2nd Missouri Home Inspection Bill

There is a 2nd Home Inspection Bill Filed in Missouri this week.

Its almost a MIRROR of the Kansas Bill / HB-553


Link to the bill. The Kansas bill is so close to this one, even the numbers are the same, except for the one that says $500 for registration fee.

For us who live in Kansas, and work in Missouri, there are now thousands of dollars per year in fees, insurance requirements, educational requirements, radon, termite, etc.

Again, who in the heck writes and promotes this language? Mr. Nance should be investigated into how he got this wording, who wrote it, and why he is pushing it. It is just another crock to scam the home buyer, promote cheap basic reports, and put us veteran inspectors out of business.

In Kansas City we GOT 1 real estate contract for BOTH sides of the state line (Missouri & Kansas); we GOT 1 real estate board; we got 1 set of rules that realtors follow.

In St. Louis they got Illinois contracts and boards & Missouri boards and contracts.

GET the picture on this 2nd Home Inspector Bill and WHO is pushing it.

Wow, that is a crappy bill!

There should be the NAR or some government entity that needs to investigate why these new laws are being pushed, voted, and implemented; and soon in Missouri. All agents want basic, soft reporting, cheap inspection prices, and are getting it done, for the benefit of themselves. The home buyer will be let out in the cold. Lawmakers do not see it this way. All they need to do is look at Kansas, their SOP’s, and the agents who are controlling the board in Kansas.

Missouri home buyers will loose big time, just as in Kansas. The thing that really frustrates me is that home builders, contractors, and repair persons, such as Uncle Bob, can do home repairs and home checks for little or nothing, and not be licensed, insured, or have any codes, rules, or regulations to go by. Mr. Nance should be ashamed of himself.

How many times has a bill been filed and how many times has it failed?

At least three times.
The Kansas bill failed a lot more than that before it was passed. Dan should have the exact numbers.

Billy - MAR pushed the 1st Missouri Bill in 2002. That was my first year to start treking to Jeff City roaming the halls and relating the story to any legislator that would listen about the realestators REAL reason to push licensing (not only here BUT NAR set up national legislative goals over 10 years ago to get home inspectors licensed everwhere in the USA).

In short similar to the Columbian Drug Cartel and the Mafia throwing money at willing hands and wanting legislators to establish legislature on how strict the police could be in drug busts.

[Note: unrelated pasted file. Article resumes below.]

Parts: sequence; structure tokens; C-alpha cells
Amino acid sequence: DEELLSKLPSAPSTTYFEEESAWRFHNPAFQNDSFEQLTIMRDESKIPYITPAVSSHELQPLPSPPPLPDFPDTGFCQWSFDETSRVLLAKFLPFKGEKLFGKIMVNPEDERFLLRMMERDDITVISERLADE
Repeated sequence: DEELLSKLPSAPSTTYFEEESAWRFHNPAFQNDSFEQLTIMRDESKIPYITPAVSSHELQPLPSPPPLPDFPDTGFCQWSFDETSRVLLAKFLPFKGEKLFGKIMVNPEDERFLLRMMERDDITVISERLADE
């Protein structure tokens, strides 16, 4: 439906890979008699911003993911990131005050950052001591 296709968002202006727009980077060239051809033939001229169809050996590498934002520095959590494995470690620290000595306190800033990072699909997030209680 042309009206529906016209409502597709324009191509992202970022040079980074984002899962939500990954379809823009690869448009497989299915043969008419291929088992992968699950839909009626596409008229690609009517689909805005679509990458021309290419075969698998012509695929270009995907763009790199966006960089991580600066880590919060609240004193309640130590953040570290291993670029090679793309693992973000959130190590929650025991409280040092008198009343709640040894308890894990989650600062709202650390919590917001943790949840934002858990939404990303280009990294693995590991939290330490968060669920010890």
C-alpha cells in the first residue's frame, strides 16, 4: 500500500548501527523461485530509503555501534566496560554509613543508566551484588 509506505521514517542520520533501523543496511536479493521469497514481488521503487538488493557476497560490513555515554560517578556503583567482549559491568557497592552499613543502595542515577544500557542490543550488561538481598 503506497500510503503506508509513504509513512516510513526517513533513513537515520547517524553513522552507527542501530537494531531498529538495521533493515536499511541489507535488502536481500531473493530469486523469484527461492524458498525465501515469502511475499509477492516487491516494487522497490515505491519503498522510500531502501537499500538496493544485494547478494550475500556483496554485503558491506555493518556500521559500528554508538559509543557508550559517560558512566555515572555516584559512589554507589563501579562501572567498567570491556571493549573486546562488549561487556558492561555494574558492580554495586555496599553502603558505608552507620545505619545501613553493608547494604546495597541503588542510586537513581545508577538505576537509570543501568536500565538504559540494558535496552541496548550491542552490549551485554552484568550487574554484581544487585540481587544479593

Some legislators listened; some helped us fight it off (like Curt Doughrty) until they got slammed by an action of one of our groups; it also turned out as we roamed the halls we ran into legislators or lobbyists for other groups that were our friends OR had heard of us that we didn’t even know we knew … I ran into 2 representatives and 1 senator that knew of me because ones sister had used me for an inspection; ones dad had used me as an expert witness in a lawsuit against a roofer; and ones twin had attended my home inspection training.

As we roamed the halls we discovered a secretary for the House Speaker that had gone to college with my sister; etc, etc Amazing once you start cruising the halls.

Once that happens, you got people in your corner that will listen to you.

Oh James, Paging James Bushart…

My local Board of Realtors was bragging today in their newsletter about the Capital Conference they had with the Missouri legislatures, last week. #1 on their list of discussion topics was getting home inspectors licensed.

All to get basic, poor, limited SOP’s written, all so newbie inspectors can legally write poor, limited reports, all to screw the home buyers, so the agents can make their commissions. Lawmakers are stupid, and only care about their own campaign funding.

It is the new American way. I cannot wait to retire to my van down by the river.

My response, which is applicable to both bills presently under consideration. I used a reference to “commercial buildings” as a possible future consideration so that business men can appreciate this new statewide building standard, as well.

IMO, home builders should keep records of all the people who are involved in driving every nail, placing every electrical wire and plumbing item in every home that they build. If we find a problem, then it would be traceable. Then, every individual contractor, plumber, electrician, drywall installer, framer, roofer, etc. would then be required to be licensed by the state, have insurance, and have educational requirements; not just the company they work for, but each individual.

Contractors who provide home building services, sub-contractors, helpers from ManPower, etc. should all also be licensed, have individual insurance and educational requirements.